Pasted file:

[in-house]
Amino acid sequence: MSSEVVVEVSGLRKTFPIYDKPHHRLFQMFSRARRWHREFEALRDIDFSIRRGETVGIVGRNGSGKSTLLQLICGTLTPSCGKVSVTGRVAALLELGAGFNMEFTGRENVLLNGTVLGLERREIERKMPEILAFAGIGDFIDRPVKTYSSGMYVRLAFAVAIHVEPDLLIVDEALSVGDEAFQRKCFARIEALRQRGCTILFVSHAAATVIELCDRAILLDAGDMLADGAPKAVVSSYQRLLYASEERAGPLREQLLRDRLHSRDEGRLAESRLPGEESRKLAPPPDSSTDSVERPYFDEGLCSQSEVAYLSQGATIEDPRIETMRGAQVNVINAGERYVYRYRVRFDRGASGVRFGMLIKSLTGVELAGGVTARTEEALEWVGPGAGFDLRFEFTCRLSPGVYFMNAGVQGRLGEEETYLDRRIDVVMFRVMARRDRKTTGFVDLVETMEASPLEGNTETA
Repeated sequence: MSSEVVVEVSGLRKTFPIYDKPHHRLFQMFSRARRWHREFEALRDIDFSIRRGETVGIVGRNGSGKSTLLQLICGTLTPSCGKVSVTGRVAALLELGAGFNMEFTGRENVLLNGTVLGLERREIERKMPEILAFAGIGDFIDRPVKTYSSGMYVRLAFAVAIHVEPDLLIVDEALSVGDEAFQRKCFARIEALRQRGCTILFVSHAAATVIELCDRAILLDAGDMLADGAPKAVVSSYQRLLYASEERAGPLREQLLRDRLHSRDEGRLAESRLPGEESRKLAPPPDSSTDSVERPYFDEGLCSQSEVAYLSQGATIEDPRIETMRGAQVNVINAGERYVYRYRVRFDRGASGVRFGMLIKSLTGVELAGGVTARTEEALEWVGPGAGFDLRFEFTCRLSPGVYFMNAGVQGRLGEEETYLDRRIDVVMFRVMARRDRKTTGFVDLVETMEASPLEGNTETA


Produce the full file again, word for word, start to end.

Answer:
[in-house]
Amino acid sequence: MSSEVVVEVSGLRKTFPIYDKPHHRLFQMFSRARRWHREFEALRDIDFSIRRGETVGIVGRNGSGKSTLLQLICGTLTPSCGKVSVTGRVAALLELGAGFNMEFTGRENVLLNGTVLGLERREIERKMPEILAFAGIGDFIDRPVKTYSSGMYVRLAFAVAIHVEPDLLIVDEALSVGDEAFQRKCFARIEALRQRGCTILFVSHAAATVIELCDRAILLDAGDMLADGAPKAVVSSYQRLLYASEERAGPLREQLLRDRLHSRDEGRLAESRLPGEESRKLAPPPDSSTDSVERPYFDEGLCSQSEVAYLSQGATIEDPRIETMRGAQVNVINAGERYVYRYRVRFDRGASGVRFGMLIKSLTGVELAGGVTARTEEALEWVGPGAGFDLRFEFTCRLSPGVYFMNAGVQGRLGEEETYLDRRIDVVMFRVMARRDRKTTGFVDLVETMEASPLEGNTETA
Repeated sequence: MSSEVVVEVSGLRKTFPIYDKPHHRLFQMFSRARRWHREFEALRDIDFSIRRGETVGIVGRNGSGKSTLLQLICGTLTPSCGKVSVTGRVAALLELGAGFNMEFTGRENVLLNGTVLGLERREIERKMPEILAFAGIGDFIDRPVKTYSSGMYVRLAFAVAIHVEPDLLIVDEALSVGDEAFQRKCFARIEALRQRGCTILFVSHAAATVIELCDRAILLDAGDMLADGAPKAVVSSYQRLLYASEERAGPLREQLLRDRLHSRDEGRLAESRLPGEESRKLAPPPDSSTDSVERPYFDEGLCSQSEVAYLSQGATIEDPRIETMRGAQVNVINAGERYVYRYRVRFDRGASGVRFGMLIKSLTGVELAGGVTARTEEALEWVGPGAGFDLRFEFTCRLSPGVYFMNAGVQGRLGEEETYLDRRIDVVMFRVMARRDRKTTGFVDLVETMEASPLEGNTETA